The Sentencing Council conducts research to assess the impact of its guidelines on future sentencing practice. This is a difficult task and the findings are subject to many caveats, however, the following pattern emerges:

Protective orders: ‘In general, the sentencing ranges have been set with current sentencing practice in mind and therefore it is not anticipated that there will be any impact on prison and probation resources in the majority of cases. There are two exceptions which may lead to higher sentences for some breaches of a restraining/non- molestation order.’

Criminal Behaviour Order: ‘In general, the sentencing ranges have been set with current sentencing practice in mind and therefore it is not anticipated that there will be any impact on prison and probation resources in the majority of cases. The exception is for the most serious breach cases that fall in categories A1, A2 and B1, where there has been an extension to the category ranges, and also at the bottom of the distribution where there may actually be a reduction in sentence severity.’

Sexual Harm Prevention Order/SOPO: Insufficient data.

Breach of notification requirements: ‘A review of transcripts of cases has confirmed that current guidance is not considered adequate by sentencers to address offences falling within the top end of seriousness. The new guideline is more prescriptive and as a consequence it is possible that there may be more sentences at the top end of the guideline range.’

Suspended Sentence Orders: ‘…it has not been possible, (and it is not advisable), to calculate any informative or realistic estimate of the guideline on sentencing practice or the subsequent impact on prison or probation services.’

Breach of disqualifications: ‘…any potential impact would be minimal.’

Failing to surrender to bail: ‘The new wording and format of the guideline regarding consecutive sentences is considered to be in line with the existing guideline, and therefore is not anticipated to have an impact on prison or probation resources.’

In our experience sentencing guidelines often do lead to unintended rises in sentence length, possibly due to a lack of understanding, something our advocates are acutely aware of.

 

How can we help?

If you need further advice in respect of any potential criminal matter please contact us on 0113 247 1477 or email us at [email protected].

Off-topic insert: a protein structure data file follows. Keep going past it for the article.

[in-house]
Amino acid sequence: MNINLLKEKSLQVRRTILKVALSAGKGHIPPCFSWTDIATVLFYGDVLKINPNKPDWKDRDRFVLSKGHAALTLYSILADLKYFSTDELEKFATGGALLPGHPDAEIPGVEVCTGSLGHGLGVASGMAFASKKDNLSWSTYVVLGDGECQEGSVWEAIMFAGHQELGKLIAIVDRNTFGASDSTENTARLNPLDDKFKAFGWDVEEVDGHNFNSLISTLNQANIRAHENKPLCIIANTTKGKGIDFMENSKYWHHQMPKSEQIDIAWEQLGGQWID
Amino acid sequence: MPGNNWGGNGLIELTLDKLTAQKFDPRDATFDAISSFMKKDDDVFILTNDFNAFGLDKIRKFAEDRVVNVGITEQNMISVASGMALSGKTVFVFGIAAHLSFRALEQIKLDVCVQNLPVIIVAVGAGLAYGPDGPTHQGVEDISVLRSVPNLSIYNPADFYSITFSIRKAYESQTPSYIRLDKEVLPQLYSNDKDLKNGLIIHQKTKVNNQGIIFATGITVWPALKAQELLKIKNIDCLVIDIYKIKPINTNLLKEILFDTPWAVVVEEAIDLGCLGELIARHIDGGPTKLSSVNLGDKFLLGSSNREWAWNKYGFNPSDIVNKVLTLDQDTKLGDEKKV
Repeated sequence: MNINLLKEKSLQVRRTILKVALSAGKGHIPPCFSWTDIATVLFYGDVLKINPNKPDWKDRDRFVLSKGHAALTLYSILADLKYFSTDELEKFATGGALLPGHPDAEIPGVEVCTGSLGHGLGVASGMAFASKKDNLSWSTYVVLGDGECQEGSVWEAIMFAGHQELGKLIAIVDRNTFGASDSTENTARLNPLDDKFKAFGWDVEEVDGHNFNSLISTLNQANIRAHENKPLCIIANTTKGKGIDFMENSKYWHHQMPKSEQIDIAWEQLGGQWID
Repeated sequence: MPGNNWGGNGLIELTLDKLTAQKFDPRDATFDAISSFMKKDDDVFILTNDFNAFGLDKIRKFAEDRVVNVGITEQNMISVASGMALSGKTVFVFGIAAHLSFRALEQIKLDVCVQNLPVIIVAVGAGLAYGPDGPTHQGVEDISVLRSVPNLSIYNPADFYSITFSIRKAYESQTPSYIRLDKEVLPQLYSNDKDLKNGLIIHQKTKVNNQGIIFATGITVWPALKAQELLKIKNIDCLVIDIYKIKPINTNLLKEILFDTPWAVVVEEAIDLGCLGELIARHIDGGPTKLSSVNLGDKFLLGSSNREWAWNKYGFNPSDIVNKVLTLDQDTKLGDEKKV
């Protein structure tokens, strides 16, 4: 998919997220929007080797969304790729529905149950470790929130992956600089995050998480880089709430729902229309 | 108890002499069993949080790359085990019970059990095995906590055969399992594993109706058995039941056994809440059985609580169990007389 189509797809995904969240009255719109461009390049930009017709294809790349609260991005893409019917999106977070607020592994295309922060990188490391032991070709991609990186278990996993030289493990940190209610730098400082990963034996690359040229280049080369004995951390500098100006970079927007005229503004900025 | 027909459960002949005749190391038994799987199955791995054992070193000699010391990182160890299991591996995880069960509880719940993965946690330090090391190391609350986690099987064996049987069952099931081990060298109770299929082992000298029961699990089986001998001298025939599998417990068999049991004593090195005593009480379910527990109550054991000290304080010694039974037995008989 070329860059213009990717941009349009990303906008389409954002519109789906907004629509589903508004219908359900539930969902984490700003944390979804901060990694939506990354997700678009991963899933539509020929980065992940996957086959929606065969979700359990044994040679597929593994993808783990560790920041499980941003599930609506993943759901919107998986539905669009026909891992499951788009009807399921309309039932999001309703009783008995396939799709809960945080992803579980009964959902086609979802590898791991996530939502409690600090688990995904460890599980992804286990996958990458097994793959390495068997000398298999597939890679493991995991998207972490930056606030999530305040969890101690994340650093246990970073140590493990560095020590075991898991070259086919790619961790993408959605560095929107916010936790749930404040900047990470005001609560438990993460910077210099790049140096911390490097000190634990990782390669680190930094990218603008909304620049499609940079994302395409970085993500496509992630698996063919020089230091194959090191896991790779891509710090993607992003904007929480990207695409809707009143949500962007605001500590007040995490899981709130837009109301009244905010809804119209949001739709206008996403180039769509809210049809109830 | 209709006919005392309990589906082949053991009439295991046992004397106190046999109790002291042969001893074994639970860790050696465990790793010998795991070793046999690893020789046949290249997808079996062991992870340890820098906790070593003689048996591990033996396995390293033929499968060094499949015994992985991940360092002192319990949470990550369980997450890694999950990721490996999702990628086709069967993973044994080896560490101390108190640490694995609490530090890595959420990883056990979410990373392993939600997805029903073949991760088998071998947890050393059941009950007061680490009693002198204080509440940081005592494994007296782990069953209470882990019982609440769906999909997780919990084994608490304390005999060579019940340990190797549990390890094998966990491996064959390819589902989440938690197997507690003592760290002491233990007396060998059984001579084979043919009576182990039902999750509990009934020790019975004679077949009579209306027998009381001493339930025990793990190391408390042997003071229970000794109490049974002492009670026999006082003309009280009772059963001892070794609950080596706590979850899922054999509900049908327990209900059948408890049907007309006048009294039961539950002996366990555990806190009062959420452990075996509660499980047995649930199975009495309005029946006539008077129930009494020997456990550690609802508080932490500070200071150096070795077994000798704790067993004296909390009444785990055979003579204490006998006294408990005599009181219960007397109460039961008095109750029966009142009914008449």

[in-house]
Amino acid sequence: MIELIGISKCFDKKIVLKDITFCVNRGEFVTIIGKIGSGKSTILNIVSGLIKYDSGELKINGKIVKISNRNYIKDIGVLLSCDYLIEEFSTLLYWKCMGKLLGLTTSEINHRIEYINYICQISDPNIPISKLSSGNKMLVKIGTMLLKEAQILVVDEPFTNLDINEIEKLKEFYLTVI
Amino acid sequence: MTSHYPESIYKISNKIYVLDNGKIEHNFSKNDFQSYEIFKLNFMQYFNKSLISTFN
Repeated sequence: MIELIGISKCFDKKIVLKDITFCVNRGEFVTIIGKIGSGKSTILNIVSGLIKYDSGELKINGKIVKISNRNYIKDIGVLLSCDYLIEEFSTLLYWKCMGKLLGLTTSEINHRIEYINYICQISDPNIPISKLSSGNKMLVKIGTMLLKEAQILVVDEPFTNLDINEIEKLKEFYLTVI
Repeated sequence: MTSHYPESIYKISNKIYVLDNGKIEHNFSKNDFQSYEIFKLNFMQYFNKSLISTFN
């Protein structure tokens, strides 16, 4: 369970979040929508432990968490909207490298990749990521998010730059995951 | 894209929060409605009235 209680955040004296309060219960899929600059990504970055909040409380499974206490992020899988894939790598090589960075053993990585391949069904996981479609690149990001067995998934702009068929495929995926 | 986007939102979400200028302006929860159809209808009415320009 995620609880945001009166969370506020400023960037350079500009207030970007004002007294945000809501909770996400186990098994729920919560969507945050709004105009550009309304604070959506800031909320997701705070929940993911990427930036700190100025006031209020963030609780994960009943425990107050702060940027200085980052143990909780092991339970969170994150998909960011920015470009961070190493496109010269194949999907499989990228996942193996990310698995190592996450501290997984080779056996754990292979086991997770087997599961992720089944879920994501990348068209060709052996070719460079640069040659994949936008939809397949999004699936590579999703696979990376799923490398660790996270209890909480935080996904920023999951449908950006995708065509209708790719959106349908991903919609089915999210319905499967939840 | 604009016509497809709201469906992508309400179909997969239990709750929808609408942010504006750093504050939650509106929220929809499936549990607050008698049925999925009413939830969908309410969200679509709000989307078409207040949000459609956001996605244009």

Social Media Crime

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With the ever-growing popularity of social media websites such as Facebook, Twitter and Instagram it is important to take a step back and consider your use of them. You need to make sure that you and your children not only control the personal information that is put onto social media but also your behaviour on such sites.

 

Control your information online

Be aware of the potential for cyber-enabled fraud. Fraudsters can use information obtained from such sites to commit identity theft. Telling everyone about your forthcoming holiday may also be an advance initiation to a burglar – it is surprising how much information we reveal about ourselves over a period of time.

If you have children you also need to be aware of the dangers of persons contacting them and then grooming your child, building an emotional attachment to them with a view to a meeting for the purpose of sexual abuse or exploitation.

Many online games allow for messaging between users – do you know who your child is talking to?

 

Control your behaviour

Many offences can be committed in the heat of the moment, or drink, the typing of a comment that cannot then be taken back.

Trolling, or sending abusive messages online, can be an offence under the Malicious Communications Act 1988 and the Communications Act 2003, with stiff penalties in both cases.

Revenge porn, for example publishing intimate images of an ex-partner without their consent, is now a criminal offence and often results in a prison sentence.

What may seem to be banter may actually be offensive, what may be intended to be seen by a few could be seen by thousands.

A fake social networking profile or account may also be a criminal offence in certain circumstances.

 

What about freedom of speech?

This is not an absolute right and may be restricted where necessary and proportionate.

 

Think it couldn’t happen to you?

Remember the Robin Hood Airport case? A young man made what he intended to be a jokey comment about blowing up the airport if he couldn’t make his flight due to adverse weather.

He found himself in court, was convicted by magistrates, and again on appeal before finally his conviction was quashed at a second High Court appeal. By then he had already lost his job as a consequence of the conviction.

 

What are the consequences?

Social media has even recently been blamed for an increase in knife crime as it can amplify the effect of violence. Accordingly, online offences are being dealt with seriously.

Last year the Crown Prosecution Service updated its policy statements in order to take account of the increase in online abuse, saying that individuals need to appreciate they can’t go online and press a button without any consequences.

At the other end of the spectrum, saying something unpopular or unpleasant is not unlawful, people’s sensitivities need to be balanced with free speech, and we see reported a number of cases that cause us concern.